A underdog in the closing days of her career, Williams, 40, had just upset the world’s second-largest player, a US Open outcome that seemed so questionable that it became inevitable.
So… Serena, were you surprised?
Williams laughed as cheers rang out on the field.
“I mean, I’m just Serena,” she said.
Williams, who played what could be the last championship of her career, Wednesday night, beat Annette Kontaveit 7-6 (4) 2-6 6-2 in New York.
And Williams looked better than in previous games this year, as she was still trying to shake off the rust of her long absence.
But at Kontaveit, Williams faced a tougher test and was undoubtedly the underdog on paper.
“After I lost the second set, I thought, ‘Oh my God, I have to do my best because this could be it,'” Williams told ESPN in an on-court interview after the game.
A boisterous but well mannered crowd cheered her at every point.
She referenced the lengthy layoff in her Wednesday interview but said, “I love a challenge.”
“I have nothing to prove. I have nothing to win. I have absolutely nothing to lose,” she said.
Williams will meet Australian Aja Tomljanovic in the third round. Tomljanovic, who was playing at the same time with Williams on Wednesday, beat Russian Evgenia Rodina 1-6, 6-2, 7-5.
Williams doesn’t just play singles; She will open doubles with her sister Venus Williams on Thursday evening.
“I need more matches,” she told ESPN. “I love rising to the challenge. Yes, I haven’t played many matches, but I’ve been training really well. In my last few matches, it hasn’t been right for me.”
She said things have changed since she started playing at the World Open.
“I never liked the word retirement. It doesn’t feel like a modern word to me. I’ve been thinking of this as transition, but I want to be sensitive about how I use that word, which means something very specific,” Williams said in a Vogue article published earlier in This month is “important to a community of people”.
“Probably the best word to describe what I’m up to is development,” she said. “I’m here to tell you that I’m developing away from tennis, toward other things that are important to me.”
At her post-match press conference on Monday, Williams was asked if this would definitely be her last tournament.
“Yeah, you were pretty vague about that, right?” She said with a smile. “I’ll keep it a mystery because you never know.”
The opening round win over Kovinich was what Williams had looked like since returning from injury. She has only managed to win one match since her return to the ring in June and hasn’t come close to the level that helped her win her last Grand Slam title in 2017.
But Kontaveit, who said she was excited to play against Williams, faced a player who had shown no signs of wanting to speed up her retirement.
“I think she played really well,” the Estonian said during the post-match press conference. “I mean, I thought I had never played a bad game.”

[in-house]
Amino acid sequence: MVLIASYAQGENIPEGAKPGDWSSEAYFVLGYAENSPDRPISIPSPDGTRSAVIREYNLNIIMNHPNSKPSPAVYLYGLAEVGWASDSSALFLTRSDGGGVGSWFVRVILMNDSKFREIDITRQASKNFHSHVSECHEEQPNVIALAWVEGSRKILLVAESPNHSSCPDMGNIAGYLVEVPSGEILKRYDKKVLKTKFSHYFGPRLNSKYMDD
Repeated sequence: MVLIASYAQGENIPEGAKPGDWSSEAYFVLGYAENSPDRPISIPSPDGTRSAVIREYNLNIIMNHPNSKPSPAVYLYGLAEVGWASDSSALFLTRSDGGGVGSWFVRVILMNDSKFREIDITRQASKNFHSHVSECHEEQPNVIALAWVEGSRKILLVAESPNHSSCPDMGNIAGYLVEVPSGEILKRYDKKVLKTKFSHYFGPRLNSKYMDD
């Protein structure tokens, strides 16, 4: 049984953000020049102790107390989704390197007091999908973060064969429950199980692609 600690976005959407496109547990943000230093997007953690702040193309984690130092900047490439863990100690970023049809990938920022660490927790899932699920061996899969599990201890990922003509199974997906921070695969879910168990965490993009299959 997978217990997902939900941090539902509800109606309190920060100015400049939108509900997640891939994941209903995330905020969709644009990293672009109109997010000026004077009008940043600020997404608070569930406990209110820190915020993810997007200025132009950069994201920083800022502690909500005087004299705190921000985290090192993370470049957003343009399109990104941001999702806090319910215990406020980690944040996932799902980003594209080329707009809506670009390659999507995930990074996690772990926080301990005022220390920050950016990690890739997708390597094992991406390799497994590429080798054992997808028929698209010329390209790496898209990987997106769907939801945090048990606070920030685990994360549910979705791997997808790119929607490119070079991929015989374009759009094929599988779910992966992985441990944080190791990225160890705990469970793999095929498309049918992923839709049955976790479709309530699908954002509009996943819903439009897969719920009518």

Kontaveit said that after the players split in the first two sets, Williams ramped up her play in the decider.
“She really did run it from there,” she said. “There are a few points here and there where I feel I could have done better on my serve maybe. I mean, she was coming back better. She was playing rallies better. I felt like she did everything a little bit better in the third half set.”
Contevet added that the enthusiastic supporters of Williams were also a challenge.
“I mean, I guess they weren’t rooted like me,” she said. “They just wanted Serena to win that bad.” “So, I mean, I don’t think it’s a personal attack against me or anything. I mean, that’s fair. I mean, she deserves this, yeah.”
Williams exploded onto the scene by winning her first US Open in 1999
One of the greatest tennis players of all time, Williams has won 23 singles titles at the Grand Slam and won the US Open six times, most recently in 2014. Now aged 40, Williams’ career will begin as a finalist – whichever round it takes Turns out – it would take place on the site of her first Grand Slam win, the 1999 US Open.
Then just as a teen, Williams burst onto the scene to stun world number one Martina Hingis in the final and set the first springboard on her path toward two decades of dominance.
After Kontaveit won her first Tour title in 2017, her real year came in 2021 as she won four WTA Championships to move up the world rankings.
A fierce player with a varied game and powerful forehand, Kontaveit broke into the world’s top ten for the first time in November 2021 and has been a mainstay ever since.
She ranks second in her career – the highest in history for an Estonian – and at the age of 26 she was looking to improve on her best performance at a Grand Slam, her quarter-final appearance at the 2020 Australian Open.
Kontaveit looked impressive in her US Open opening round win over Romania’s Jacqueline Christian, losing just three matches, and said after winning that she was “rooting” Williams in her first round match.
CNN’s Steve Almassy contributed to this report.
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